ALBION, Pa. — A dog that earned acclaim when he saved his family from a house fire last year recently received a national honor from a pet food manufacturer.

Wrangler, a Bassett hound living in Albion, Pennsylvania, a few miles from Conneaut, is one of 10 canines dubbed "Dogs Who Changed the World" by Milk-Bone, according to a company spokesperson.

The company sniffed out dogs "who display valor, courage and kindness," according to the company's website. Winners hail from locales across the country, from California to New Jersey, according to the company.

The accolade is the latest bestowed on Wrangler, said "pet parent" Jennifer Stoneman. The dog merited a mention in People Magazine and has been the subject of other articles and his own Facebook page. In an Albion parade, Wrangler walked with firefighters, clad in a "Hero" T-shirt.

"He's gotten a name for himself," Stoneman said.

Stoneman fully credits Wrangler with saving her life, along with the lives of her husband, Dennis, and daughter Shelby, now 16 years old. About 3 a.m. on Sept. 8, Wrangler became unusually agitated, running through the house, she said.

The dog stirred Dennis, a former firefighter, when he scratched his arm trying to jump on the bed, an action that itself was a red flag, Stoneman said. The bed was strictly off-limits to the 8-year-old hound, she said.

"My husband awoke and heard crackling and popping sounds," Stoneman said.

The noise was coming from an electrical fire that began in the attic of their Route 18 house. 

"Dennis scrambled to get his clothes on and said there was a fire in the attic," she said.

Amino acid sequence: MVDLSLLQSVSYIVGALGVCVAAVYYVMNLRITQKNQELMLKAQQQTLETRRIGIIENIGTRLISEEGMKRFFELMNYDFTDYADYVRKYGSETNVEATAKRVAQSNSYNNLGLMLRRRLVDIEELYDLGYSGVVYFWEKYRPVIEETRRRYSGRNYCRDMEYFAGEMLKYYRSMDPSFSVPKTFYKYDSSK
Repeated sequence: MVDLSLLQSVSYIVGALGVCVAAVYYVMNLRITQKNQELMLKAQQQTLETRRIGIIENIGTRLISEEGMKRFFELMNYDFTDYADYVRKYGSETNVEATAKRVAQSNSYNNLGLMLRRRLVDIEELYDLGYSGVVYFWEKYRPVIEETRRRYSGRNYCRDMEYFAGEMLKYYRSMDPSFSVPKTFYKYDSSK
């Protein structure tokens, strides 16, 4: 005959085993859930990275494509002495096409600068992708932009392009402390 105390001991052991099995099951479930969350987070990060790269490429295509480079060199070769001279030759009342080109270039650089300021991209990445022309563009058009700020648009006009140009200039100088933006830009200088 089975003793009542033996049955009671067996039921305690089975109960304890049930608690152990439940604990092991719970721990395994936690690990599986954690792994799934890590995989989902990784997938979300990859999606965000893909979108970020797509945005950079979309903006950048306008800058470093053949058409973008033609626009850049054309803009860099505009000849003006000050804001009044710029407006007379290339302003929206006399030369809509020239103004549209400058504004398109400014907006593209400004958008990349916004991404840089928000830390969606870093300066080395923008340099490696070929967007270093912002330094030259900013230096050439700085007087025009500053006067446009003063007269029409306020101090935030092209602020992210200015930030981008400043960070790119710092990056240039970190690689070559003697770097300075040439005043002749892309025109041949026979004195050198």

The pair awoke their daughter and — aside from minor burns Stoneman suffered — were able to safely evacuate their house, which was heavily damaged in the blaze, Stoneman said. The family hopes to be in their new home by July.

An internet search brought Wranger's heroics to the attention of Milk-Bone, Stoneman said.

Wrangler, a member of the Stoneman family since he was a puppy, generally has taken all the attention in stride, though he sometimes becomes anxious when people begin to fawn over him, Stoneman said.

"I'm not really sure he knows what he did," she said.

His family, however, has no doubt about the magnitude of their dog's deed.

"He saved our lives," Stoneman said matter-of-factly. "We definitely have him to thank. We might not be talking today if it weren't for him."

For his good-dog behavior, Wrangler receives plenty of treats, as well as one special perk, Stoneman said.

"He's allowed on the bed," she said, laughing.

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